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NOAA Fisheries

US - Feds begin five-year review of endangered Southern Resident orcas

On Earth Day, NOAA’s National Marine Fisheries Service, also called NOAA Fisheries, published a notice in the Federal Register about one of Washington’s most talked-about species: Southern Resident orcas.

NOAA Fisheries is initiating a five-year status review of the orcas, which were listed as endangered in 2005 under the federal Endangered Species Act.

Since the 1990s, the number of orcas in the three family groups — called J, K and L pods — that make up the population has dropped from the high 90s to the low 70s. The orcas, also called killer whales, live along the West Coast and frequent the Salish Sea.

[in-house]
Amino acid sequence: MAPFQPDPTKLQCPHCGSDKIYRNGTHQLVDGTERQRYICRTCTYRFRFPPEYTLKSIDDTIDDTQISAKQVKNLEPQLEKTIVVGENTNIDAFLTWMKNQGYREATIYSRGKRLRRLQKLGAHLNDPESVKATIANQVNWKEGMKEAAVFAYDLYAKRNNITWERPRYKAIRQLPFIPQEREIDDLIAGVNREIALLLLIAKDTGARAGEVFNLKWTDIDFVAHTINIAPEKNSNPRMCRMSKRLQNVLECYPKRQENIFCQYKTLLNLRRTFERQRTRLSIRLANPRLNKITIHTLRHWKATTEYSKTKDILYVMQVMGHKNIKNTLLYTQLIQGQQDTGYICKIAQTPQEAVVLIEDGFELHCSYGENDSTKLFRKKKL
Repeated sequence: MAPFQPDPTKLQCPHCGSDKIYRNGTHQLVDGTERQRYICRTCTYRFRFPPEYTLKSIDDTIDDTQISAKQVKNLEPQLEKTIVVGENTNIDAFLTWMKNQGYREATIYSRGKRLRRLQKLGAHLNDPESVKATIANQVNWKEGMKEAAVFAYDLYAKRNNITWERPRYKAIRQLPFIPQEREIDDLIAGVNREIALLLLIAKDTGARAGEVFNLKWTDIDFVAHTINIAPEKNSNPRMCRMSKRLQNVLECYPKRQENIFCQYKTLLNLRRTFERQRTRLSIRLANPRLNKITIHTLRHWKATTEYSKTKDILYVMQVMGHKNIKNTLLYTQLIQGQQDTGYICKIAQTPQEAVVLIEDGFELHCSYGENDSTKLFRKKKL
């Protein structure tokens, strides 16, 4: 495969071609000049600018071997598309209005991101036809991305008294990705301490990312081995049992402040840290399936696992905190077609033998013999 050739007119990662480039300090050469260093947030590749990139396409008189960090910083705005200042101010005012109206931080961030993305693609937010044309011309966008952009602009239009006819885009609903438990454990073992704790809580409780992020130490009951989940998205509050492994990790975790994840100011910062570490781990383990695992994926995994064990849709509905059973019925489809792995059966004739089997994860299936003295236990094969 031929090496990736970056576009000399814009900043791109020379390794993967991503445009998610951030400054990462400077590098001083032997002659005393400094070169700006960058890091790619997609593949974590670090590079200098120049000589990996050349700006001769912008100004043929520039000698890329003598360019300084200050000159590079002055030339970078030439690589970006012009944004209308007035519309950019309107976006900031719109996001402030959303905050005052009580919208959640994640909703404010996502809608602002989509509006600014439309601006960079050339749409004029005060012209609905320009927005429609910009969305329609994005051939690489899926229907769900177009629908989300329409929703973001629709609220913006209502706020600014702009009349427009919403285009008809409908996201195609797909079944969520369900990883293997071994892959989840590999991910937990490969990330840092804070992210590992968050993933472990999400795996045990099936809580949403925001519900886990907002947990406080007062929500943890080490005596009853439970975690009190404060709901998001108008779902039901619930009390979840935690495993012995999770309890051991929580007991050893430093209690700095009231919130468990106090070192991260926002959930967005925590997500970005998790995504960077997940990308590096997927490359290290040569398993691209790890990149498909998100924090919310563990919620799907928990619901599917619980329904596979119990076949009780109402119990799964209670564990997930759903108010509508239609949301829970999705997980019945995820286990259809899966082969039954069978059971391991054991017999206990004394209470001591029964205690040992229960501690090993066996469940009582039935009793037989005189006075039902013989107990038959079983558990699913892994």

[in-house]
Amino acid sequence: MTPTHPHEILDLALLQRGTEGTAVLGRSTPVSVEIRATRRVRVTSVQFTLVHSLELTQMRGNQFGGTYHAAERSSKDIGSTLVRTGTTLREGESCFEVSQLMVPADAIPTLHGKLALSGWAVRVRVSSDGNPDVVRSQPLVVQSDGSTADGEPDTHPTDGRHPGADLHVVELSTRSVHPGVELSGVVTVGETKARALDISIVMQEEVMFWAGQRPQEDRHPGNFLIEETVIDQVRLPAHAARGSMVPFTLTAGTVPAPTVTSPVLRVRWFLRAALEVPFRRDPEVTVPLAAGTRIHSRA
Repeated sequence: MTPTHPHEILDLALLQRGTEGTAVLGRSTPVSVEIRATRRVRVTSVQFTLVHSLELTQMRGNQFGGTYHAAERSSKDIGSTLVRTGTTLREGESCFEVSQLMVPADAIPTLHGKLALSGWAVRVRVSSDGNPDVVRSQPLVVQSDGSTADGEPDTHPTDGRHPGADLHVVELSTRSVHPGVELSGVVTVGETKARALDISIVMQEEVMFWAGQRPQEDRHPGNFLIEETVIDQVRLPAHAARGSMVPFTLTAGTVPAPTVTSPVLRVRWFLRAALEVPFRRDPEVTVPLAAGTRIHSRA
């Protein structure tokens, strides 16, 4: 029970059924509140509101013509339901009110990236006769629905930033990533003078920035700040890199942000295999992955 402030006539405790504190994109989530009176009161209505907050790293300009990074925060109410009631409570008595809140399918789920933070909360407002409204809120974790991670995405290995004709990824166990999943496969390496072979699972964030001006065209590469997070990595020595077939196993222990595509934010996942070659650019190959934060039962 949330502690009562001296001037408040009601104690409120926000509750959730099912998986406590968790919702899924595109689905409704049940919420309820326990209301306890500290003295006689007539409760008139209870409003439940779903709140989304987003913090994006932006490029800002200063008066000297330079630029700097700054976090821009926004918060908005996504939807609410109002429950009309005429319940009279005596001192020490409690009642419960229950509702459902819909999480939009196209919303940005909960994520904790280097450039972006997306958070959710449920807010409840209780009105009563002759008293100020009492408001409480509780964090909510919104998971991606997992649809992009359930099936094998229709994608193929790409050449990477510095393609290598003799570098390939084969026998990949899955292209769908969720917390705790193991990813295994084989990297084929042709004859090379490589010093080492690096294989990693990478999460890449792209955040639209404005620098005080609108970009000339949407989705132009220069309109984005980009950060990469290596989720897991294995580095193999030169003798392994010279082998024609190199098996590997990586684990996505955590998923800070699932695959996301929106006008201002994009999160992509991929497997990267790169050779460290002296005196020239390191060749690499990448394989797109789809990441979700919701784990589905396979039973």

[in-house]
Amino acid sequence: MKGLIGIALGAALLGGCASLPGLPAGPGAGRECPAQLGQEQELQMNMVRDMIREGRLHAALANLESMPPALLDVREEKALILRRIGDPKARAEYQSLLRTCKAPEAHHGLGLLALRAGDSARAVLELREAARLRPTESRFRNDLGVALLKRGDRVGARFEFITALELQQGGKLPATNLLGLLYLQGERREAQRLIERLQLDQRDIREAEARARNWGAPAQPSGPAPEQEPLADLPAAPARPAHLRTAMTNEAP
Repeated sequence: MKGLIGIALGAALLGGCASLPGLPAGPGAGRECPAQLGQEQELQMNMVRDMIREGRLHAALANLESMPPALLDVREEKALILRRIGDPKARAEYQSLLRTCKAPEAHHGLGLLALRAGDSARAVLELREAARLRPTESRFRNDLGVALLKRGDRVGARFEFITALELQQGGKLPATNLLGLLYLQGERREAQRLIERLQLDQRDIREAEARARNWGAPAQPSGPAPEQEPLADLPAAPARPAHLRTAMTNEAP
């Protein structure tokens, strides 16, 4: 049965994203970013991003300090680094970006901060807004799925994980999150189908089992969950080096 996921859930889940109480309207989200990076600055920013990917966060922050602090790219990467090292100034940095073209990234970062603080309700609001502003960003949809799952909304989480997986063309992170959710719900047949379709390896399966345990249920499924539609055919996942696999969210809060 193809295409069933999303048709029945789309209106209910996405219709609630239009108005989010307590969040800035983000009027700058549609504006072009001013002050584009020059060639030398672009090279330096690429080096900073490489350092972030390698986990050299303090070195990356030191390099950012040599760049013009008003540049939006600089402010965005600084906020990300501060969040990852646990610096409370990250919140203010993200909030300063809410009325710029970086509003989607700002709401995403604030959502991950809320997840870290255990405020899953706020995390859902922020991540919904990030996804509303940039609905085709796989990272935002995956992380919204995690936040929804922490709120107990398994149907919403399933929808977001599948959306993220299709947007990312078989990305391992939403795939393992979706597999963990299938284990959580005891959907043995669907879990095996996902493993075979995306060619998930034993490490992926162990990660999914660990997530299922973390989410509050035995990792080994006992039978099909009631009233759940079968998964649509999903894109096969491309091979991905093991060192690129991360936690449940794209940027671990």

NOAA Fisheries is initiating a five-year status review of the orcas, which were listed as endangered in 2005 under the federal Endangered Species Act.

Since the 1990s, the number of orcas in the three family groups — called J, K and L pods — that make up the population has dropped from the high 90s to the low 70s. The orcas, also called killer whales, live along the West Coast and frequent the Salish Sea.

Since being listed as endangered in 2005, the population declined from 88 orcas to a recent low of 72, according to the Center for Whale Research and NOAA Fisheries. As of February, the population was estimated at 75 orcas, including some recently identified calves.

The Endangered Species Act requires five-year reviews to determine whether a species is recovering or remains at risk of extinction.

NOAA Fisheries is accepting public comment for 60 days on new information about the orcas that has become available since the last such review in 2016.

Read more.